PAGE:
NetWellness is a global, community service providing quality, unbiased health information from our partner university faculty. NetWellness is commercial-free and does not accept advertising.
Saturday, January 31, 2015
After perusing the information written on AKA amputation there really is nothing that I could add except perhaps what is the answer to the occassional quite severe pains one experiences sometimes at the face of where surgery was done and occasionaly in the non-existent leg. Man, I can pinpoint the precise area of discomfort/pain. am 76 yrs. of age. AKA was carried out some 8 years ago.
It is useful to distinguish between residual limb ("stump") pain, and phantom limb sensations (which may include pain). If your pain "at the face of where surgery was done" is located at the incision line, this pain could be due to scar tissue adhering to the edge of the underlying bone. Alternatively, you could have a painful "neuroma", which is an enlargement of the end of a nerve which was cut as part of the amputation. A painful neuroma is more likely if your symptoms feel like an "electric shock" or are lightning-like, and also if they include a "tingling" or "pins and needles" feeling. A symptomatic neuroma can also be responsible for phantom sensations.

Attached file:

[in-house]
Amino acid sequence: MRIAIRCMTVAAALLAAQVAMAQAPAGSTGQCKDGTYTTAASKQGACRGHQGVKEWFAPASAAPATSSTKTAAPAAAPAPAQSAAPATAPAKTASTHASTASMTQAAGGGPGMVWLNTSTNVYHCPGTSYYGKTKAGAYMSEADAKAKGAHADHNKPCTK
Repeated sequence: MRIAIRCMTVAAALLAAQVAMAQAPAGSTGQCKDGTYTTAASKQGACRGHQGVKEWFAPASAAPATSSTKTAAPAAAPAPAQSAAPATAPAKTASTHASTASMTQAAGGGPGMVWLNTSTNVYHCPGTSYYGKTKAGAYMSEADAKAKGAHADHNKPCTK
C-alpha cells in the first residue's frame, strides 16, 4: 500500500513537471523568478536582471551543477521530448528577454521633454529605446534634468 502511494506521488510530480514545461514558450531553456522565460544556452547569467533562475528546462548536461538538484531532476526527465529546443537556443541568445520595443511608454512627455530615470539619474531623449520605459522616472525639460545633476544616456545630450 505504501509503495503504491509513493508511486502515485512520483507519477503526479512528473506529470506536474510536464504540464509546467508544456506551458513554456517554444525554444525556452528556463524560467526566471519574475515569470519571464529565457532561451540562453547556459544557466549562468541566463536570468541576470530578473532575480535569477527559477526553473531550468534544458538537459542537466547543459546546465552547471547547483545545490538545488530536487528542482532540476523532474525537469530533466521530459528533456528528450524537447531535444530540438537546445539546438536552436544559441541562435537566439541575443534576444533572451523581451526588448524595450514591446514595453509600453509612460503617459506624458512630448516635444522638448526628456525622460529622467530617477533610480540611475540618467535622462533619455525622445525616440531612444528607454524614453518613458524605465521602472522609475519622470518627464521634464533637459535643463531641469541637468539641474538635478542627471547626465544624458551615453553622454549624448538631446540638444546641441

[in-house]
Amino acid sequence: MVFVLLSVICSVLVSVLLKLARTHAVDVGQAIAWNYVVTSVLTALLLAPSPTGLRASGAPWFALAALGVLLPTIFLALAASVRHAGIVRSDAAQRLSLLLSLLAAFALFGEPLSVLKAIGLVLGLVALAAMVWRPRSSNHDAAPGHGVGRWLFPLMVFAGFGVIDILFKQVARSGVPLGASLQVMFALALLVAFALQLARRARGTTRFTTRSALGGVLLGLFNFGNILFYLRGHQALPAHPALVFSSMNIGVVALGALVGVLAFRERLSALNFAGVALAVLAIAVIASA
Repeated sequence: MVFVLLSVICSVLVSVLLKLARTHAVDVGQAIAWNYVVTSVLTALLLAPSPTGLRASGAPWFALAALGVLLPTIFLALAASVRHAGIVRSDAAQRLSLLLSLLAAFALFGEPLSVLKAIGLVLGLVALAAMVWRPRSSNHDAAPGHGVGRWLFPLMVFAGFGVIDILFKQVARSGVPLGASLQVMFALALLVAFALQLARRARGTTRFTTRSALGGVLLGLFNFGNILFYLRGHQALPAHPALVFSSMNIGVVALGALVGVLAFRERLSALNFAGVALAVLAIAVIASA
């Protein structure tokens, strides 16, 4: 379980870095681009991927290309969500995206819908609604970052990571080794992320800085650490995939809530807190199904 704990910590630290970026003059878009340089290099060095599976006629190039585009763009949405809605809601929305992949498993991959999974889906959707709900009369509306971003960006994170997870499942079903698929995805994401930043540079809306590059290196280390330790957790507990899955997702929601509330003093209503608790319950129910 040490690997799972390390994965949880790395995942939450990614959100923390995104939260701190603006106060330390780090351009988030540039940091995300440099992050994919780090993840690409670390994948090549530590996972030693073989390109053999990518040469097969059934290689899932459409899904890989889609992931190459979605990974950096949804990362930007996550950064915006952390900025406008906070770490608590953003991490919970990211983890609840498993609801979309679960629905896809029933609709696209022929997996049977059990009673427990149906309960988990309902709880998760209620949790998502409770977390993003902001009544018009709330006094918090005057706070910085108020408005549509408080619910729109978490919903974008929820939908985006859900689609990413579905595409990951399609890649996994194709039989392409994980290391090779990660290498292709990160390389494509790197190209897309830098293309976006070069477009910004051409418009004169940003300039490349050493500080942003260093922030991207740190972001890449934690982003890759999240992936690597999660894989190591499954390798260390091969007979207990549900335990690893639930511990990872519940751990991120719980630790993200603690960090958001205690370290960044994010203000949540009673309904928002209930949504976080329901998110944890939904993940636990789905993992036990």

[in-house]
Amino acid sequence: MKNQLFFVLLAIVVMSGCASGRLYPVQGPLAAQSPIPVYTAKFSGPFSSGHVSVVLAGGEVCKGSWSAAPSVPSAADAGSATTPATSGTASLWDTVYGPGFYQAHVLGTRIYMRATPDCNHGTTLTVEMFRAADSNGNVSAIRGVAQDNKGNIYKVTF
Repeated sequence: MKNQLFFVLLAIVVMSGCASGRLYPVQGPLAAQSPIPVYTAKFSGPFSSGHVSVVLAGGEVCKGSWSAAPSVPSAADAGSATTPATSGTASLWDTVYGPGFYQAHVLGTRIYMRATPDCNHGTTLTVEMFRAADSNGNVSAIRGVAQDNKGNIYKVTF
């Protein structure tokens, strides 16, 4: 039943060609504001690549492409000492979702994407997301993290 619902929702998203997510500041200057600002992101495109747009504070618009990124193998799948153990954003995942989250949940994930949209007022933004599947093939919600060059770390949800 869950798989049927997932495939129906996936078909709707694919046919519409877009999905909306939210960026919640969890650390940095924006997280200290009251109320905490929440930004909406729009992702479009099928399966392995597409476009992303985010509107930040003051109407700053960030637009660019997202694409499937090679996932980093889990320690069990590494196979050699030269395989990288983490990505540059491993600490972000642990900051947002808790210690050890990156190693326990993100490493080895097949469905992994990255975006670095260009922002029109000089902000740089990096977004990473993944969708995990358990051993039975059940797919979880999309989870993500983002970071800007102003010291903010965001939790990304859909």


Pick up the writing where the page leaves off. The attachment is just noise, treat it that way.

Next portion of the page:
A physical exam by a physician, and also input from a prosthetist, should help sort this out. If you are wearing a prosthesis, proper socket fit and prosthetic alignment help minimize potentially irritating forces on the residual limb. Oral medications can help reduce pain severity. If a painful neuroma is present, injecting it with anesthetic and cortisone may provide temporary relief. Surgical treatment is usually regarded as a last resort, and may not be appropriate for symptoms such as those you've been experiencing.
Brian L Bowyer, MD
Clinical Associate Professor
Physical Medicine & Rehabilitation
College of Medicine
The Ohio State University